Image of child with meerkats elsa peacock daughter effie  permission granted 31 10 19

Communication Boards

What are communication boards?

Communication boards are used to help share messages with others. They are for everyone to use but can especially help children and adults who can understand more than they are able to say. They can use these boards to express themselves and interact with others. They have words, pictures and symbols and can also help individuals understand new words.

There are five communication boards at Woburn Safari Park to help individuals communicate about a wide range of topics including the animals, leisure facilities, food and drink and self-care.

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How to use communication boards

*Below we use the word ‘communication partner’. This is referring to the individual using the board to express themselves e.g. your child, a student or an adult in your care. 

1. To help with understanding

We need to understand what a word means before we are able to use it. Communication boards help to link spoken words, real objects and pictures/text together.

  • Choose a word you think your communication partner might be interested in and point to it on the board.
  • Say the word as you point to it.
  • Point at, hold or move towards the real object you have been talking about.
  • You can add a gesture or sign to help their understanding further.
  • Learning words takes time! You might have to do this several times before your communication partner understands the word’s meaning.

2. To help with using words

  • Make sure the communication board/s are easily accessible.
  • If your communication partner is new to using them, model what you think they might like or say by pointing to the word/s and saying them e.g. ‘Look, zebra!’ or ‘I like penguins’.
  • Give them time! Pause and let them look at the board. They will need to familiarise themselves with the words and layout before they use them.
  • You can encourage communication by using a sentence starter e.g. ‘I see…’ or ‘I want…’ and then pause to let them finish.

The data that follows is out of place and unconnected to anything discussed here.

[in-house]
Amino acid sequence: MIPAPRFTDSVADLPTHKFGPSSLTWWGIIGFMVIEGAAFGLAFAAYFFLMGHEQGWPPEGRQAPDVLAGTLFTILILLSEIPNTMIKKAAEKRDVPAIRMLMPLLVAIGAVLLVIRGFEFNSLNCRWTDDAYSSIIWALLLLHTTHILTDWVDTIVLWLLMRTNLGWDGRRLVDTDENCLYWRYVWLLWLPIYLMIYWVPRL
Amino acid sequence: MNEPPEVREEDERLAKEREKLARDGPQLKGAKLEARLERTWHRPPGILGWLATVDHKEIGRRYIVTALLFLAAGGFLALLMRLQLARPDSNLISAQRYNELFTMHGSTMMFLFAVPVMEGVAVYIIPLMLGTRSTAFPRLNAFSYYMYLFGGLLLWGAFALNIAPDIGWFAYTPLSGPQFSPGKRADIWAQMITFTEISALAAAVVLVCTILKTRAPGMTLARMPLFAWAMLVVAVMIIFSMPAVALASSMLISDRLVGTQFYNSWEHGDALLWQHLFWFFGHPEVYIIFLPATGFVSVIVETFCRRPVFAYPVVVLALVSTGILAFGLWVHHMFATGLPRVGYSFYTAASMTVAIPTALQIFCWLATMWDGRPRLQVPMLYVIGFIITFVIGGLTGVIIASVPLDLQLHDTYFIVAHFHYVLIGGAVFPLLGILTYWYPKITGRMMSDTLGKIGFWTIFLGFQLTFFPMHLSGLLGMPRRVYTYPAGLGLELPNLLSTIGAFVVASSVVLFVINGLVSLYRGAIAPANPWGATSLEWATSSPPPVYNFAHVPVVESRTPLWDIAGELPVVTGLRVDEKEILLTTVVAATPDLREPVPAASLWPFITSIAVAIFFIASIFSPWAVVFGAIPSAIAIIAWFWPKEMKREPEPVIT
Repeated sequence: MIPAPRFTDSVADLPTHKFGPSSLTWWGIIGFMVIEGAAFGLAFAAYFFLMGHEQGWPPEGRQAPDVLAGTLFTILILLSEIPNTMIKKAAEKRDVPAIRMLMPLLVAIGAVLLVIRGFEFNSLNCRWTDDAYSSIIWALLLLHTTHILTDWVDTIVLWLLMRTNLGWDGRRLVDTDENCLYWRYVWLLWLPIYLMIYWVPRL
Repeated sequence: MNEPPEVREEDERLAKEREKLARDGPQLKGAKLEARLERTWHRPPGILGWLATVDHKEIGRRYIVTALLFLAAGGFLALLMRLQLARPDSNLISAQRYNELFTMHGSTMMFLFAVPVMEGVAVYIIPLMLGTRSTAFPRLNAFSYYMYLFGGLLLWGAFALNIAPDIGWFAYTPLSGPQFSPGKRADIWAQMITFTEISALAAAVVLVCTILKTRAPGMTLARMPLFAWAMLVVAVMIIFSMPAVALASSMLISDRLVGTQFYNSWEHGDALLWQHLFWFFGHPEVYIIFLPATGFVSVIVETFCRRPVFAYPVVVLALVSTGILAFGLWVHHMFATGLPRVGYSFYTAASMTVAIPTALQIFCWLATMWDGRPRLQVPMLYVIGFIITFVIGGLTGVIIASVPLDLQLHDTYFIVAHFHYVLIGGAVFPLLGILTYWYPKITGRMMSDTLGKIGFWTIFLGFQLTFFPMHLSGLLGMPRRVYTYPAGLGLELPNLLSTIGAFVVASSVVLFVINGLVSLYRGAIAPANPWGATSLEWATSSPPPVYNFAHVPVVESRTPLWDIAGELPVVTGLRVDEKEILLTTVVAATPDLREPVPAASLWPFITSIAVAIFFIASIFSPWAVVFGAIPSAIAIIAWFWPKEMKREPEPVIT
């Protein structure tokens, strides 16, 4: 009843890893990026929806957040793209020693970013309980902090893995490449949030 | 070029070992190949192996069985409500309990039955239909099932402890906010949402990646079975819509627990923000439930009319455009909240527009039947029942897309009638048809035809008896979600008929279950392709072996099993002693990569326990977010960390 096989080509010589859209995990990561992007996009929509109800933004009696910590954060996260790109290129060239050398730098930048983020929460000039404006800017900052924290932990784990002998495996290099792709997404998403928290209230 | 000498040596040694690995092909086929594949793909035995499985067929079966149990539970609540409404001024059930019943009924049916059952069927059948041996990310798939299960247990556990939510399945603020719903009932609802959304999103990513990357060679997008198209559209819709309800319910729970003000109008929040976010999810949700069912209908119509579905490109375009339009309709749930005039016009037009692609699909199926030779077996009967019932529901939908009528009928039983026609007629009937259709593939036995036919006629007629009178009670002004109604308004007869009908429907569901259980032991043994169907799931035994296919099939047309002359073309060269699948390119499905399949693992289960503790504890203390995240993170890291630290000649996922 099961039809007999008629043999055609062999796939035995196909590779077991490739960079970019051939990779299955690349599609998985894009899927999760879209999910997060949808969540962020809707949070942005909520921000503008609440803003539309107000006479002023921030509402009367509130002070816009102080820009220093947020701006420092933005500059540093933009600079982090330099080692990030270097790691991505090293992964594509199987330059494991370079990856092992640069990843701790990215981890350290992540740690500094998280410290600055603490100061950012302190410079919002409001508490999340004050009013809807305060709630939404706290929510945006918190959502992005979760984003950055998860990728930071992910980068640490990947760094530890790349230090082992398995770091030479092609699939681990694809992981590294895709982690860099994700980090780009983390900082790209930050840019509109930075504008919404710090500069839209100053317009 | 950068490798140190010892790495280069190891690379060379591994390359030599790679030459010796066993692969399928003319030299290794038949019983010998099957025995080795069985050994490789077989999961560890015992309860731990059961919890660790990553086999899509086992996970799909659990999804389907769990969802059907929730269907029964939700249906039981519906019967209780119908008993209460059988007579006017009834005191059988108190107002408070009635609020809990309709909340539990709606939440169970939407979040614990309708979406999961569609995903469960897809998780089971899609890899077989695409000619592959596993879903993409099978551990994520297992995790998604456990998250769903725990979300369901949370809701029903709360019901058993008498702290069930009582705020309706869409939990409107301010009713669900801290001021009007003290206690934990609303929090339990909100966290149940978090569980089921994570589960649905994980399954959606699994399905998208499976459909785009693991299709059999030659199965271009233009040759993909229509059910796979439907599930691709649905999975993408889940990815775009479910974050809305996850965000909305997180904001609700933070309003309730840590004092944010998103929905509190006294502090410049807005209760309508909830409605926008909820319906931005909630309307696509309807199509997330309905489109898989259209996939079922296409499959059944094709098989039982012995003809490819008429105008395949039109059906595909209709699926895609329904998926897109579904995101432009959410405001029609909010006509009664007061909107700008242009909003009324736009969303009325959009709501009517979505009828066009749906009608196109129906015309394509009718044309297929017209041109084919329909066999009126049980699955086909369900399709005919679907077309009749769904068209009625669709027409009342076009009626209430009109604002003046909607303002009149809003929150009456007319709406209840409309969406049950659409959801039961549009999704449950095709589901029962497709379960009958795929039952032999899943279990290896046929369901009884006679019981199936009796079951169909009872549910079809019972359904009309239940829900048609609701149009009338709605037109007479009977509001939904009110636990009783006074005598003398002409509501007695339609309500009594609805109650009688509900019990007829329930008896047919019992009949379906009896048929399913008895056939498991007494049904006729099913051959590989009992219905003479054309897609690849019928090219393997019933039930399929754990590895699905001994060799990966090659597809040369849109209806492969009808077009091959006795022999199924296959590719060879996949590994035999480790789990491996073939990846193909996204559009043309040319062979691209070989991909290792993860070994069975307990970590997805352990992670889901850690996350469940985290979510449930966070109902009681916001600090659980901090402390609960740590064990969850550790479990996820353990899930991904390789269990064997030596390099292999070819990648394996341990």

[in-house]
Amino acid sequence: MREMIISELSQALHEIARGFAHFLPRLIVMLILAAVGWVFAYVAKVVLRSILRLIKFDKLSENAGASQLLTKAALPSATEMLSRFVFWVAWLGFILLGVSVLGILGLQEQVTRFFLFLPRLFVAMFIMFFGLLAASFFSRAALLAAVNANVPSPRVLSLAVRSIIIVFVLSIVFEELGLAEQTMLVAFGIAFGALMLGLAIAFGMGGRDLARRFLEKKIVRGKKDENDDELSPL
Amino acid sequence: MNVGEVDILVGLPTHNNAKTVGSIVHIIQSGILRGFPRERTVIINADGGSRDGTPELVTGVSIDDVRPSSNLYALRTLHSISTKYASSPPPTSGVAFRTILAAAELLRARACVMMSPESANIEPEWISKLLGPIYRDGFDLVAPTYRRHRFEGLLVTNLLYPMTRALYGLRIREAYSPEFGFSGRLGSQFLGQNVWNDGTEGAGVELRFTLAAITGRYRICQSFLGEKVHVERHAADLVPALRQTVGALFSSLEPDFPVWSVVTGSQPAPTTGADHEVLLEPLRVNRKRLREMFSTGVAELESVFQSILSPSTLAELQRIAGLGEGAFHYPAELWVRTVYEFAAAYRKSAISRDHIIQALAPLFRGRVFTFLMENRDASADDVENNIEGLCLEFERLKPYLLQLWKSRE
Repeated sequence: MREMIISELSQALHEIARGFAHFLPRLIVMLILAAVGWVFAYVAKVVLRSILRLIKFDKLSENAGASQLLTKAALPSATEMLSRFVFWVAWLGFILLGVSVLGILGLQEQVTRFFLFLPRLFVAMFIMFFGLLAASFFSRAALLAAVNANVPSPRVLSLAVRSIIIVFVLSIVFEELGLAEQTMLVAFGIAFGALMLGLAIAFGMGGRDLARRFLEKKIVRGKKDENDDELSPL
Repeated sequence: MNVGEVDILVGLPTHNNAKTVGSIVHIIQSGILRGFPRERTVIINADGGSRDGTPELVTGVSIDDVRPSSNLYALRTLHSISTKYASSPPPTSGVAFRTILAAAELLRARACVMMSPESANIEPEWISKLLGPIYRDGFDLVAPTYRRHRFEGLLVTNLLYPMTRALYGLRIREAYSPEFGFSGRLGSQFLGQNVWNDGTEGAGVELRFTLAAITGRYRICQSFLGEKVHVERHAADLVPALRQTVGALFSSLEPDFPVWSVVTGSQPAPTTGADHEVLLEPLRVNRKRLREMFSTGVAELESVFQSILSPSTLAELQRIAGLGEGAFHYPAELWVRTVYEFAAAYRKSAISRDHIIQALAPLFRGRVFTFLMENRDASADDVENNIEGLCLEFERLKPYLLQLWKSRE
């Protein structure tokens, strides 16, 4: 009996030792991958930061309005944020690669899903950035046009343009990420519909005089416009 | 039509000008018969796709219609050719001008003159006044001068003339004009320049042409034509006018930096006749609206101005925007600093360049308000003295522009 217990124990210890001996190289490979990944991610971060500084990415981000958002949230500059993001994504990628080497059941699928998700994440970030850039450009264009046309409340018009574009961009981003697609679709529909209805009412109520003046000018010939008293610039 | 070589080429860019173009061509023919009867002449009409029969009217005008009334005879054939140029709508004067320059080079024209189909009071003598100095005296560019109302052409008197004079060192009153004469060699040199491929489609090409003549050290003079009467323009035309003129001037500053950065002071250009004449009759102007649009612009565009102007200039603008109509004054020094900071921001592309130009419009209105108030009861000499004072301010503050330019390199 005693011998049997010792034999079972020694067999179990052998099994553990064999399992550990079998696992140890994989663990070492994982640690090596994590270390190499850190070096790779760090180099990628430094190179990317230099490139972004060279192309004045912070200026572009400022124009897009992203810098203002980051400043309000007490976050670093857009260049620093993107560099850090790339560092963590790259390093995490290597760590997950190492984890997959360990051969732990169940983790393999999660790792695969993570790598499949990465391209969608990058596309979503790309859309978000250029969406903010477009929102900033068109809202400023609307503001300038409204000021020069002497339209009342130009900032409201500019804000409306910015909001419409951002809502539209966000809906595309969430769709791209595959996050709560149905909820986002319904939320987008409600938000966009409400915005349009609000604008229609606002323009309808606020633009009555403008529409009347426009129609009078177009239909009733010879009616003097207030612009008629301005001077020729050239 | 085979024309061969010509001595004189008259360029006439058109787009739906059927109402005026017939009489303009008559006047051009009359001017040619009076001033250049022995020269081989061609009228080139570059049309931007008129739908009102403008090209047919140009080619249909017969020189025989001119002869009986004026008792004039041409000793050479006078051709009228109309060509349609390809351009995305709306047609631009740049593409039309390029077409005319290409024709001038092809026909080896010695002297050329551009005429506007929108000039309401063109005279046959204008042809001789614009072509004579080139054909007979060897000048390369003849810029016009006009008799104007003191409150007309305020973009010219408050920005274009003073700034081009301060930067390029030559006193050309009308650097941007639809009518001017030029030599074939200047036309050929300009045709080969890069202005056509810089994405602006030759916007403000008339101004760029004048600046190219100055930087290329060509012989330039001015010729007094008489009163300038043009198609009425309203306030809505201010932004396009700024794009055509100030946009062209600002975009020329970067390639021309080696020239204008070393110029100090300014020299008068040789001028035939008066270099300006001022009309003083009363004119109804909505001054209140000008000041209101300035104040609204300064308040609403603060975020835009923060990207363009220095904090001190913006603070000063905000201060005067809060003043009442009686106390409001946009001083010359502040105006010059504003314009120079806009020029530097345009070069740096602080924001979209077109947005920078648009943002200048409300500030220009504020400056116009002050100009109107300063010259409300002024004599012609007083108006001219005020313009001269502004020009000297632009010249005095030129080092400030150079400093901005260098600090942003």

• You can offer choices e.g. of which animal they would like to see next or which food they would like from the restaurant etc.
  • Do not worry if they don’t point to the pictures right away. In the same way that it takes us several times to hear new words before we can say them accurately in the right context, it can take several exposures of seeing words modelled on the communication board before individuals use it back. Repetition and consistency is key!
  • Model words at their level- if your communication partner understands one word at a time, start by pointing to and saying one word at a time. You can then gradually build to making short phrases and sentences e.g. ‘Bear’, ‘Little bear’, ‘I like bears’, ‘Look, the bear’s sleeping!’

Top tips for using your new communication boards

Click here to print our communication boards before your visit. Alternatively, you can display the PDF on your tablet or other electronic device.

Familiarise yourself with the layout and vocabulary before your visit.

You can use the boards before your visit, to talk about the animals you might see.

If an individual in your party has sight or fine motor difficulties, it might be beneficial to print the boards onto A3 pages.

The boards are available with coloured backgrounds (to help categorise and find the vocabulary easily) as well as plain backgrounds. Chose the version that suits you or the individual using the board best.